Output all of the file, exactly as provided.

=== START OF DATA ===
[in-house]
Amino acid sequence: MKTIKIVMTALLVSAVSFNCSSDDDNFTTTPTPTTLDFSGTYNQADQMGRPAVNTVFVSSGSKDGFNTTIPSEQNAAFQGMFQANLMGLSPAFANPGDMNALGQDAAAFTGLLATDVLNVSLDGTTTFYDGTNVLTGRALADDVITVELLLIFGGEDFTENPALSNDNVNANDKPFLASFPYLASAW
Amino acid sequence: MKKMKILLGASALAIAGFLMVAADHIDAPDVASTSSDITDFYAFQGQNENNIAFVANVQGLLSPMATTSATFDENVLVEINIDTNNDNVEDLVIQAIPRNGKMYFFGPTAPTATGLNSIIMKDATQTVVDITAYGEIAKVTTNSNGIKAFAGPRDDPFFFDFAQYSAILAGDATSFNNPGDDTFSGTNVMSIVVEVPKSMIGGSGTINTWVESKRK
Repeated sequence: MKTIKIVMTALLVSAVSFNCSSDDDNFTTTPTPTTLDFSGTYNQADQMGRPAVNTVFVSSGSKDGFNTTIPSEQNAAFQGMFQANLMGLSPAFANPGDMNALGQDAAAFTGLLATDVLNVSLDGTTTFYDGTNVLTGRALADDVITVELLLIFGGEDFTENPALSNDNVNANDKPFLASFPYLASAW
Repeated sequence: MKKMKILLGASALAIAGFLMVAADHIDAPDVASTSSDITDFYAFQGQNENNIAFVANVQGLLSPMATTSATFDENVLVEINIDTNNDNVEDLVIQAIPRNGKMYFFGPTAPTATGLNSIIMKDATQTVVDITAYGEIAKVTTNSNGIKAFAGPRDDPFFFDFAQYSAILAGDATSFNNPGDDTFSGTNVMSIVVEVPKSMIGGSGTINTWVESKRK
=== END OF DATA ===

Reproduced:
[in-house]
Amino acid sequence: MKTIKIVMTALLVSAVSFNCSSDDDNFTTTPTPTTLDFSGTYNQADQMGRPAVNTVFVSSGSKDGFNTTIPSEQNAAFQGMFQANLMGLSPAFANPGDMNALGQDAAAFTGLLATDVLNVSLDGTTTFYDGTNVLTGRALADDVITVELLLIFGGEDFTENPALSNDNVNANDKPFLASFPYLASAW
Amino acid sequence: MKKMKILLGASALAIAGFLMVAADHIDAPDVASTSSDITDFYAFQGQNENNIAFVANVQGLLSPMATTSATFDENVLVEINIDTNNDNVEDLVIQAIPRNGKMYFFGPTAPTATGLNSIIMKDATQTVVDITAYGEIAKVTTNSNGIKAFAGPRDDPFFFDFAQYSAILAGDATSFNNPGDDTFSGTNVMSIVVEVPKSMIGGSGTINTWVESKRK
Repeated sequence: MKTIKIVMTALLVSAVSFNCSSDDDNFTTTPTPTTLDFSGTYNQADQMGRPAVNTVFVSSGSKDGFNTTIPSEQNAAFQGMFQANLMGLSPAFANPGDMNALGQDAAAFTGLLATDVLNVSLDGTTTFYDGTNVLTGRALADDVITVELLLIFGGEDFTENPALSNDNVNANDKPFLASFPYLASAW
Repeated sequence: MKKMKILLGASALAIAGFLMVAADHIDAPDVASTSSDITDFYAFQGQNENNIAFVANVQGLLSPMATTSATFDENVLVEINIDTNNDNVEDLVIQAIPRNGKMYFFGPTAPTATGLNSIIMKDATQTVVDITAYGEIAKVTTNSNGIKAFAGPRDDPFFFDFAQYSAILAGDATSFNNPGDDTFSGTNVMSIVVEVPKSMIGGSGTINTWVESKRK